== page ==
True. But he grew up there, and his sister was nearby. In case of emergency, Dr. Diedre was only a heartbeat away. Toronto is too foreign and none of its doctors are related by blood. In the bedroom, Gibb is already half-naked. His arms are bruised and there’s a scrape from getting too close to a wall. The hair on his chest has tufts of grey. She found grey hairs of her own the other day. They’ve been married for almost ten years. Tick tick goes the clock. Ding goes the ovulation app. Now is ideal. Now. Now.

 “Give me a month with the cat,” says Gibb. “Not a whisker will be harmed.”


 “Somehow I think I do. Are we doing this or not?”


Gibb stalks out of the room. He knows where the door is; he doesn’t even feel for the frame. Iris lies back and stares at the light fixture. If she never gets pregnant, she’ll come back to this moment. On her deathbed, she’ll recall that lazy Sunday afternoon when the ideal time slipped away. Tick tock. For months, she’s consulted doctors about the odds of her condition being hereditary. Would she hear her baby cry? No one could agree. Her condition was so rare they could only offer hope. Perhaps hope is all she has.

If there are outliers, why can’t they be one of them?

Iris emails her stepmother. Subject line: Save a kitten for us! She wonders if there’s a countdown clock to menopause; she’d like to know how many chances are left.

The ovulation app continues to send notices and Iris continues to swipe them away. They’ve had sexless weeks before but now the neutering has added weight. Gibb sends away for a litter box, food bowl, and harness. Harness? Yes. For how else can a guide cat guide? From the kitchen, a perky podcast host assures the world that, with enough work, cats can be as effective as dogs. Gibb offers a list of names. Snoopy. Lassie. (Apparently, he thinks giving a dog’s name to a cat is the height of comedy). Iris keeps checking Facebook. Mrs. Amestoy still needs to find Arthur a home.

The point isn’t to get a cat, she texts her sister. It’s to get him HELP.

Get the cat. Kind of want to see what happens.

We’re not here to entertain U.

Dogs can’t change diapers.

I can change the diapers. I don’t want to be dealing with HIM too. Iris listens to Gibb bang around upstairs. Collecting more bruises and scrapes. Tired of worrying all the time and pretending not to.

Pretty sure that describes parenthood.

On Saturday morning, they lock up the house and head northeast beneath a perfect-for-driving sky. It’s a two-hour drive if the traffic is good. They work through audiobooks when they drive – there’s an aural code for yes or no answers but that hardly favors deep conversations. Iris prefers musician biographies and epics, but it’s Gibb’s turn to choose and he’s obsessed with thrillers. Daring men doing, presumably, what he can only dream.  

An hour in, the telltale alarm sounds from her phone. Now is the ideal time.

“Better pull over,” says Gibb. “Don’t worry. I can make it quick.”

Not something to be proud of, thinks Iris. She turns on her signal light and begins to slow.

“Whoa!” says Gibb. “I was kidding. Well, sort of. I mean, I don’t have to be. I used to have sex in cars all the time. When you’re fifteen and in the suburbs, you don’t have a choice. Are we isolated? Do I need to move into the back?”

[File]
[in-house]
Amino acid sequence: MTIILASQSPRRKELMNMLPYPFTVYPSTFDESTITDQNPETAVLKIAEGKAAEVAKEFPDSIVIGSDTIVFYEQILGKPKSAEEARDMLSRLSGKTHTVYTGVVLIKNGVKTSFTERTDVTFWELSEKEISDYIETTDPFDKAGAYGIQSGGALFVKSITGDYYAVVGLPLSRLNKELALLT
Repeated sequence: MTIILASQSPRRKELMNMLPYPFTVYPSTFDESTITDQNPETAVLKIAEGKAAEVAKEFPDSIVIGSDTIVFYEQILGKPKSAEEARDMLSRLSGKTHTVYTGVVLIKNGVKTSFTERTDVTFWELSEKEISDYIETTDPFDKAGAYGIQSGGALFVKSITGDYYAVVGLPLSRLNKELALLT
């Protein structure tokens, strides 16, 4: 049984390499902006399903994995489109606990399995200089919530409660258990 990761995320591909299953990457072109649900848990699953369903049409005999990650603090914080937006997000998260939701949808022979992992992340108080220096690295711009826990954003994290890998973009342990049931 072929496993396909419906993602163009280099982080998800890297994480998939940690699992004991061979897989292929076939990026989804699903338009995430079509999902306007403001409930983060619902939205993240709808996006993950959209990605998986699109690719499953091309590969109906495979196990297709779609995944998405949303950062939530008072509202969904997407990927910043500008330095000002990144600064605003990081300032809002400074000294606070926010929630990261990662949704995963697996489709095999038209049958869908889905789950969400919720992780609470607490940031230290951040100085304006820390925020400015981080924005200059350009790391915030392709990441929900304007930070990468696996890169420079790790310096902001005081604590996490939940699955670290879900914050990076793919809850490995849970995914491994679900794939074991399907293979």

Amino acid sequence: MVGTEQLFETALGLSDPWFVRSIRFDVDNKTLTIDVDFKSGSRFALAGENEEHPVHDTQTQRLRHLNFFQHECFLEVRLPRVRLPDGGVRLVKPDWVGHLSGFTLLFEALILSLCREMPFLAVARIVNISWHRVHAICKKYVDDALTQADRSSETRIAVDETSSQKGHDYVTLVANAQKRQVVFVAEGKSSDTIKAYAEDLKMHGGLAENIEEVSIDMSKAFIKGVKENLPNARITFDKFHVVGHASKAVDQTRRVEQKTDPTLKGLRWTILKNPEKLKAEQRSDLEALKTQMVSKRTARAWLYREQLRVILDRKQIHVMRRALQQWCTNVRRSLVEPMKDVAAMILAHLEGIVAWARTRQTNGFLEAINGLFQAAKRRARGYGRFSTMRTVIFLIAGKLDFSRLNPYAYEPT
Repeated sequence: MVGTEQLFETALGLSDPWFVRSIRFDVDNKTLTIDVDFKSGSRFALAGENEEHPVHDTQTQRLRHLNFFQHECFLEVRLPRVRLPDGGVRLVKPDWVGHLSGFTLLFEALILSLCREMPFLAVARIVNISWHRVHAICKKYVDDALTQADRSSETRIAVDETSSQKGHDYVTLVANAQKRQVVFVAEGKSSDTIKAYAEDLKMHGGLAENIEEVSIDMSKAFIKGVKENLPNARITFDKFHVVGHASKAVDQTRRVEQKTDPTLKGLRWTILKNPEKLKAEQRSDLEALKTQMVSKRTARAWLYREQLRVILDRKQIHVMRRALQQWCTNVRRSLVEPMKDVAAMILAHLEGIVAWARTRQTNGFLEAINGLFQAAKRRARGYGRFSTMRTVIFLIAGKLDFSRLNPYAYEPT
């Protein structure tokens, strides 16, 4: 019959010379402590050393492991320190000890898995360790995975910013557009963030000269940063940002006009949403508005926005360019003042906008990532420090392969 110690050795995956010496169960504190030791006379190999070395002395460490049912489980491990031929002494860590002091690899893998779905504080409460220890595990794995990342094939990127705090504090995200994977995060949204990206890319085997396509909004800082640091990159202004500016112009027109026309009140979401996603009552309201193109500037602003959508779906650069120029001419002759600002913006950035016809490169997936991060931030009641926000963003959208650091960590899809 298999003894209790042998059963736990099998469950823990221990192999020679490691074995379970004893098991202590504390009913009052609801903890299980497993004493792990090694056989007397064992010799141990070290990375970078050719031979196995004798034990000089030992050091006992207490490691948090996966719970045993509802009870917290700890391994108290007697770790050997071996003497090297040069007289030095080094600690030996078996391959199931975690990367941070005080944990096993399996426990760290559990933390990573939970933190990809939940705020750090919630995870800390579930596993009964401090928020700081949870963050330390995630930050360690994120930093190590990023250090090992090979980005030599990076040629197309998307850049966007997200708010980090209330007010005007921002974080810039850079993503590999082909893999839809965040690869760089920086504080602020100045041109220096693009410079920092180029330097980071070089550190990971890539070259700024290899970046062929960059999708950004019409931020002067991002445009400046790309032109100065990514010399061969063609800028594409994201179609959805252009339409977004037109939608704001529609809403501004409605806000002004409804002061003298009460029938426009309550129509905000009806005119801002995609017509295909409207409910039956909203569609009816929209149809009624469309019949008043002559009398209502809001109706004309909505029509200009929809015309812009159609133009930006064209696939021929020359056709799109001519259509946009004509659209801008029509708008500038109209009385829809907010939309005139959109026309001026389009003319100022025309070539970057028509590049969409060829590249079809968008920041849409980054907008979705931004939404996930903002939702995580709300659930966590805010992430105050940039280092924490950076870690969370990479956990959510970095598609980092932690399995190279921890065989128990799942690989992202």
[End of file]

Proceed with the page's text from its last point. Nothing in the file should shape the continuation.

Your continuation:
By now, the car has stopped and Iris can use her phone. RELAX, CASANOVA. WE’RE GETTING GAS.


He’s disappointed. Did he really think they were going to do it on the side of the 401? Gibb heads for the rest stop to find the bathroom, cane tapping concrete as he makes his way.  She’s about to signal to him to wait but gives up. The daring man wants his adventure. Let him have it. Iris fills the tank, breathing in the sweet gasoline fumes. Snoopy. Lassie. If he thinks these are good for a cat, what will he want for the baby? Their discussions of children, so important in those early days, are long ago. Back when babies had been like cryogenic freezing or weekend trips to the moon. Terrific ideas – but ones for their future selves. Now they are their future selves and where are they? The moon is still thousands of miles away.

Iris pays at the pump and heads inside. She expects to find Gibb wandering about but finds a crisis in progress. There’s the telltale circle of onlookers, and Gibb is in a field of gumballs, the tipped over machine nearby, its smashed glass receptacle lying like a gaping jaw. Gibb’s cane is by the wall, and Gibb sits with his arm before him. His sleeve is torn, and there are spots of blood in the elbow beneath. Someone’s helping him, but a few people have their cellphones poised to capture the moment. Gibb hoped to go viral; he might actually succeed

Speechy has several phrases pre-set that are delivered with a touch. “I’M HIS WIFE” comes out loud and clear even as she breaks through the crowd. She draws a circle and a dot on his shoulder, their own personal code to let him know she’s there. People glare at her. They’re blaming her, and maybe they should. What is the line between pretending not to worry and being careful for all the right reasons? Is that the other game of parenthood? Iris takes Gibb and refuses to let go. Whoever might want vengeance for the destruction of the gumball machine doesn’t appear; no one stops them as they return to the car.